Once upon a time, there was a Minister of Justice and Constitutional Affairs called George Chaponda who, in his questionable wisdom, decided that of all things to legislate against, Malawi had to criminalise breaking the wind in public, crudely called puffing.
At that time, during the first Democratic Progressive Party (DPP) regime under Bingu wa Mutharika, the country was in an economic crisis: foreign currency shortages were so acute that businesses could not import anything in time.
The country had no fuel, with people sleeping on queues everyday at service stations waiting for fuel that rarely came.
People were dying in hospitals because there were no drugs. The laughable zero-aid budget was such a catastrophic failure that the DPP administration decided to embellish revenue figures in a desperate attempt to show that it was working. Economic growth, once one of the highest in the world, had retreated, throwing more people into the ultra poverty line and hitting enterprises hard.
Most donors—disgusted with Bingu’s arrogance, poor economic and political governance record, walked away with their money, which finances 40 percent of Malawi’s national budget.
Meanwhile, thieves were plundering the State Treasury in what is now known as Cashgate in which at least K577 billion in the five years leading up to 2014 was pilfered.
During that whole time of crisis, Chaponda and his then boss Bingu found it pressing that those who cannot press certain parts of their anatomy to avoid releasing some unpleasant gases—silently or quietly—should be jailed.
Chaponda even went on radio to defend his soiled proposed legislation that even his own Solicitor General at the time, Anthony Kamanga, told him to blow it away himself and refused to have anything to do with it.
The whole world was laughing—even American comedy show Saturday Night Live found folder for its production.
One of the poorest countries in the world was expending its energies on trying to bring to book folks with loose sphincter muscles!
This is the fellow who, now as Minister of Foreign Affairs and International Cooperation, is shameless enough to tell my colleague Rex Chikoko that questioning suspicious spending of taxpayers’ money is too mundane to warrant a journalist’s time.
Said Chaponda of the breaking wind fame when Rex asked him to explain some names, including party sycophants, who were on the Malawi delegation to the United Nations General Assembly (UNGA) in New York, United States of America (USA): “As a Malawian journalist, you are wasting your time and energy on petty issues. I invite you to focus on Cashgate where your services could best be utilised to retrieve the money which was stolen or bring back people in hiding abroad.”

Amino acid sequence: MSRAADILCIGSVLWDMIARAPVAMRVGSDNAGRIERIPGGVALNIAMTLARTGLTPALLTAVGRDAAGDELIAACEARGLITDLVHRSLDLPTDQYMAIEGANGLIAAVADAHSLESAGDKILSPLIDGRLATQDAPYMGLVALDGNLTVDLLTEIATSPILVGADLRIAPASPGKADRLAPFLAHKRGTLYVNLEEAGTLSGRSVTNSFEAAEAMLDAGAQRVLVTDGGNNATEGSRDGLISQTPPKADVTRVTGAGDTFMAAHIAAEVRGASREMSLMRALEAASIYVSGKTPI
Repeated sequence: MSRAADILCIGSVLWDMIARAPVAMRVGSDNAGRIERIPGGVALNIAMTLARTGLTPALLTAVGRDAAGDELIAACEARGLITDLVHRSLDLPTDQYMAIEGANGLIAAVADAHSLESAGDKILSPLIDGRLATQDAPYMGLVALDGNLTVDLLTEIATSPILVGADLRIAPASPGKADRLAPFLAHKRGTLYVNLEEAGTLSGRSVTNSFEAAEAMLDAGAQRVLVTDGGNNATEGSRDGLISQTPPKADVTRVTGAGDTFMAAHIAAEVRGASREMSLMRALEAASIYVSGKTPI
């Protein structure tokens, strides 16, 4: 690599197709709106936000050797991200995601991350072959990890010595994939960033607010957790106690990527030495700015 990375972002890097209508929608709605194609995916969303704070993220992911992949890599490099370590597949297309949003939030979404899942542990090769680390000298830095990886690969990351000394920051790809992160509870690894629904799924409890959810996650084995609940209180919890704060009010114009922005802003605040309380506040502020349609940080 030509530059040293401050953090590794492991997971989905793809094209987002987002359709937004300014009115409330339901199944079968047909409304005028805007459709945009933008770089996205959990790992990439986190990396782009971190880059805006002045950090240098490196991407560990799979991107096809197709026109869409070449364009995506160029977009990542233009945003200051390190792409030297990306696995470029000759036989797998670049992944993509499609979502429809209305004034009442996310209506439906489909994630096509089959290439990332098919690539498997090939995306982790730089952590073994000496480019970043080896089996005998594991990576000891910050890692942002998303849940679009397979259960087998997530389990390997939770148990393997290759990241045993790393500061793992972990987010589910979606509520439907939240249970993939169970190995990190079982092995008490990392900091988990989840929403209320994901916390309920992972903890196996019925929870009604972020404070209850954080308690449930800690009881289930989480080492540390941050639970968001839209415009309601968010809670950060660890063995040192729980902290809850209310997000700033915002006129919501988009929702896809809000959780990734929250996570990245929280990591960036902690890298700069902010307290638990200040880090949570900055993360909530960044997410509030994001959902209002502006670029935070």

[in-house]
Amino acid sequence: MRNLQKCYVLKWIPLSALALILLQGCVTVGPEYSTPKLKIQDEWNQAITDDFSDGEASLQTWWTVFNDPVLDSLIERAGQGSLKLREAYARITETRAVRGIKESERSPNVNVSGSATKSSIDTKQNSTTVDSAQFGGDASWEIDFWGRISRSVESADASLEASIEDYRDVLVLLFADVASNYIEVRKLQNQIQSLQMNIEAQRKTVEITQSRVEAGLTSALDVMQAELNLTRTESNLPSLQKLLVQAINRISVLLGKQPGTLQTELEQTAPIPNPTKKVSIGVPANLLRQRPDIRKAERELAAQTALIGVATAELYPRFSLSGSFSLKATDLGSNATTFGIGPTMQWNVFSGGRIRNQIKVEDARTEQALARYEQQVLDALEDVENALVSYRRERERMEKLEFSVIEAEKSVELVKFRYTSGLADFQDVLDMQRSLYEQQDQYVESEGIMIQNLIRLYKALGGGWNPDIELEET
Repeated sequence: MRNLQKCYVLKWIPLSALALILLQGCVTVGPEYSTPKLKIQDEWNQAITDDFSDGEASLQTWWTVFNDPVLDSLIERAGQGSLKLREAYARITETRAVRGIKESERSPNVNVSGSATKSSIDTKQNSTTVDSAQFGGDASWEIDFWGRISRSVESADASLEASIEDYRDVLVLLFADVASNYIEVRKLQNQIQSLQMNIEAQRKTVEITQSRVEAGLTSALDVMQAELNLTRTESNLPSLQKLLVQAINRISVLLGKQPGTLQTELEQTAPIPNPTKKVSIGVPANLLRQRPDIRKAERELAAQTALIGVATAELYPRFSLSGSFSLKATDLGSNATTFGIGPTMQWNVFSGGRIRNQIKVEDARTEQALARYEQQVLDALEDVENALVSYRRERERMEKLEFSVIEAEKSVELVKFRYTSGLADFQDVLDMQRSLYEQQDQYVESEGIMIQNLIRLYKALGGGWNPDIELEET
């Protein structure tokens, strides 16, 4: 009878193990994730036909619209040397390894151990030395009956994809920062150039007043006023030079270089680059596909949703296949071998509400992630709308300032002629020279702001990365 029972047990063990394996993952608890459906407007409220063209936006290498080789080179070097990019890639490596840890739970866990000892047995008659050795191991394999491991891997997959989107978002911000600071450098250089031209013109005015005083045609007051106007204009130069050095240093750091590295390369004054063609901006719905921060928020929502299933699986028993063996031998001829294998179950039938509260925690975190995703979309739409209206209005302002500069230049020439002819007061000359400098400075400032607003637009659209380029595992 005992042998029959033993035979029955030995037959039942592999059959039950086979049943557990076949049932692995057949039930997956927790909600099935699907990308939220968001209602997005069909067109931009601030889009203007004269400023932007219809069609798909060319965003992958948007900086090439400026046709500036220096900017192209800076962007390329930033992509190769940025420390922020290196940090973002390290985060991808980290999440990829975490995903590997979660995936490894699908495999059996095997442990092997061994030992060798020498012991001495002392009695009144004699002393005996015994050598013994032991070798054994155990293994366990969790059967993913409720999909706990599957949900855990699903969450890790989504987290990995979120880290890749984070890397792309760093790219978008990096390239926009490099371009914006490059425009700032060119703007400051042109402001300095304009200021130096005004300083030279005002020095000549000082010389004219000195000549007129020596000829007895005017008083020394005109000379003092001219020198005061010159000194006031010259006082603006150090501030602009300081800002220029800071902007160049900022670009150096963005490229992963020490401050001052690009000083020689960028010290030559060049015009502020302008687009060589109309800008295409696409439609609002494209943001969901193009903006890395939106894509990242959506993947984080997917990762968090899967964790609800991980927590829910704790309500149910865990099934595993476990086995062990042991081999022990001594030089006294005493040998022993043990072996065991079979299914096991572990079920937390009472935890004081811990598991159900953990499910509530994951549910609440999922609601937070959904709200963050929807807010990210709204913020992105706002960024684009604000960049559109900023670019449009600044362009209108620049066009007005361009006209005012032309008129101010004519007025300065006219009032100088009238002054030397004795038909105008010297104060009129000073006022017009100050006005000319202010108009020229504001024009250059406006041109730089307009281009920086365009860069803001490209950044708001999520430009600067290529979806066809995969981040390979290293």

At a time the whole State machinery was in damage control over the UN trip expenses fallout, this is what APM’s chief diplomat vomits around New York?
With such gross ignorance of the role of the media, is there any wonder that this administration moves from one public relations disaster to the next with no coherent strategy for protecting the APM brand and projecting a better image than is currently the case?
Chaponda’s ignorance appears not to know boundaries. It looks like he has no idea who should be apprehending Cashgate thieves. He thinks it is journalists.
In the first place, it is not the duty of the journalist “to retrieve the money which was stolen or bring back people in hiding abroad”.
Chaponda is supposed to be a legal scholar who should know the State organs that should do exactly what he is suggesting Rex does. As journalists, we did our jobs exposing Cashgate and suspected culprits and we will continue to do so.
Telling us to go after suspects wherever they maybe holed up could only mean one thing: the Peter Mutharika administration has failed to deal with Cashgate and, in its desperation, is trying to solicit help in all the wrong places, including newsrooms.
Now, is that the message the President wants his chief diplomat to project to the international community from where Chaponda was speaking?
Worse, in trivialising legitimate questions that voters are asking about the use of their taxes, is Chaponda communicating that the administration does not take issues of austerity seriously or this regime just doesn’t care?
Does it mean that the poor soul gasping for breath, say at a Thyolo hospital, has no right to question why so many people are going to New York where they have drawn government allowances and got tax-payer funded air tickets when he cannot even get Aspirin at the health centre?
Coming two days after the President literally begged donors to help government feed 2.8 million starving Malawians; does Chaponda’s old fashioned arrogance and insensitivity help matters here?
Isn’t he ‘puffing’ all over the President’s begging bowl? Would donors be happy to put their food in the bowl that Chaponda has soiled with careless words loosened out without investing any form of a thought process?
And, most importantly, will Chaponda be allowed to get away with this arrogance? I mean, this fellow has just given Malawians the middle finger for trying to hold their government accountable!
- The article appeared in the ‘Cut-the-Chaff’ column in Weekend Nation newspaper under headline ‘Trust Malawi Minister Chaponda to say ridiculous things’